[6] Etienne de Courcelles (1586-1659) was an Arminian theologian. He studied in Zurich, and later succeeded Simon Episcopius at the Remonstrant seminary in Amsterdam. He was a personal friend of Descartes, and was influential in introducing Cartesian rationalism into Dutch Arminian circles.

[7] Gisbertus Cocquius (1630-1708) of Utrecht was a Reformed thinker and doctor of philosophy; he opposed Hobbes.

[8] John Locke (1632-1704) was an English philosopher and a founder of the school of Empiricists. He denied that man has any innate ideas, but is rather born as a tabula rosa, a blank slate.

[9] John Edwards (1637-1716) was an English Churchman and Calvinistic Theologian. He wrote Socinians’ Creed as an answer to John Locke’s Reasonableness of Christianity.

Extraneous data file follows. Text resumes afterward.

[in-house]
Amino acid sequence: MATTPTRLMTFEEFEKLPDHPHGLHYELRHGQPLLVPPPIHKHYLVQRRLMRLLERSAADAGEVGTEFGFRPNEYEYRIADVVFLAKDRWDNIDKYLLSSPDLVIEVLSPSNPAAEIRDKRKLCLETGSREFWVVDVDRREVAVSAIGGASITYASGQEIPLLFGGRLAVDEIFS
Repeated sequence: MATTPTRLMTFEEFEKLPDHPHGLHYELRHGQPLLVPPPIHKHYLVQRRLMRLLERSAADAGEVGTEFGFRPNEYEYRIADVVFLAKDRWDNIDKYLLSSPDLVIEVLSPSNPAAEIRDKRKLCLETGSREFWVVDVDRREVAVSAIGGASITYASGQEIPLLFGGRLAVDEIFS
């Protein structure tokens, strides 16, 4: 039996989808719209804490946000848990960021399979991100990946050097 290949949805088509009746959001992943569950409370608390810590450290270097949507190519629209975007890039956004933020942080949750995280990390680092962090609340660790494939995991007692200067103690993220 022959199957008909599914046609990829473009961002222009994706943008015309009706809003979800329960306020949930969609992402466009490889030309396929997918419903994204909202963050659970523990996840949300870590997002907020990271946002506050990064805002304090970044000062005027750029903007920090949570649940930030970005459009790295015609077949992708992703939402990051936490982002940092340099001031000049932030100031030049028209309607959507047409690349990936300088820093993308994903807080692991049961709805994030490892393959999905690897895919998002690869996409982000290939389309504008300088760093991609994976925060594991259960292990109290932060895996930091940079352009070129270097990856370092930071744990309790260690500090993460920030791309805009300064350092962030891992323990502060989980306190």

[10] A Free Discourse in Defence of the Practices of Certain Moderate Divines Called Latitudinarians was written by Edward Fowler (1632-1714), an Anglican Churchman, and Bishop of Gloucester from 1691 to 1714.

[11] Jonas Schlichting (1592-1661) was a theologian of the Socinian Polish Brethren. He wrote commentaries on most of the books of the New Testament.

[12] Balthasar Meisner (1587-1626) was a German Lutheran theologian. He defended Lutheran orthodoxy against the Socinians.

[13] Nicolaus Arnoldi (1618-1680) was Professor of Theology at Franeker (1651-1680).

[14] Giacomo Aconcio (c. 1520-c. 1566) was an Italian philosopher and theologian. He repudiated Roman doctrine, and settled in England. Embracing tenents of the Radical Reformation, he advocated for religious toleration, seeking Christian unity based upon a minimal doctrinal basis.

[15] Daniel Gerdes (1698-1765) was a German Reformed Theologian. He served as Professor of Theology at Duisburg (1726-1735), Professor of Theology at Groningen (1736-1765), and Professor of Church History at Groningen (1752-1765).